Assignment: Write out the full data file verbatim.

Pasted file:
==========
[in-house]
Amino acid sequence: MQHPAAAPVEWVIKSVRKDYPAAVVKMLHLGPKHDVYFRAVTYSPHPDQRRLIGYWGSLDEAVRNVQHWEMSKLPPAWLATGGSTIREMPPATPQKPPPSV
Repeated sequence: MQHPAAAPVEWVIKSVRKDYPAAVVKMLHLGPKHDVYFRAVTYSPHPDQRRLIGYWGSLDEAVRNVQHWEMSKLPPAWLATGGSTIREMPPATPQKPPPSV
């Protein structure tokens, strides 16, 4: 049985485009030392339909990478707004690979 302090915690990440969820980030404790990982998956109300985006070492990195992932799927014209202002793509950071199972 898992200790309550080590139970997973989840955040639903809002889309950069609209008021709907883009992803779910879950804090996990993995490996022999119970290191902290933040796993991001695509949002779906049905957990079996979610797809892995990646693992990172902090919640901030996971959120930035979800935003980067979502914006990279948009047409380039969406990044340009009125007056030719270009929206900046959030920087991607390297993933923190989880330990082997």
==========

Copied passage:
[in-house]
Amino acid sequence: MQHPAAAPVEWVIKSVRKDYPAAVVKMLHLGPKHDVYFRAVTYSPHPDQRRLIGYWGSLDEAVRNVQHWEMSKLPPAWLATGGSTIREMPPATPQKPPPSV
Repeated sequence: MQHPAAAPVEWVIKSVRKDYPAAVVKMLHLGPKHDVYFRAVTYSPHPDQRRLIGYWGSLDEAVRNVQHWEMSKLPPAWLATGGSTIREMPPATPQKPPPSV
């Protein structure tokens, strides 16, 4: 049985485009030392339909990478707004690979 302090915690990440969820980030404790990982998956109300985006070492990195992932799927014209202002793509950071199972 898992200790309550080590139970997973989840955040639903809002889309950069609209008021709907883009992803779910879950804090996990993995490996022999119970290191902290933040796993991001695509949002779906049905957990079996979610797809892995990646693992990172902090919640901030996971959120930035979800935003980067979502914006990279948009047409380039969406990044340009009125007056030719270009929206900046959030920087991607390297993933923190989880330990082997």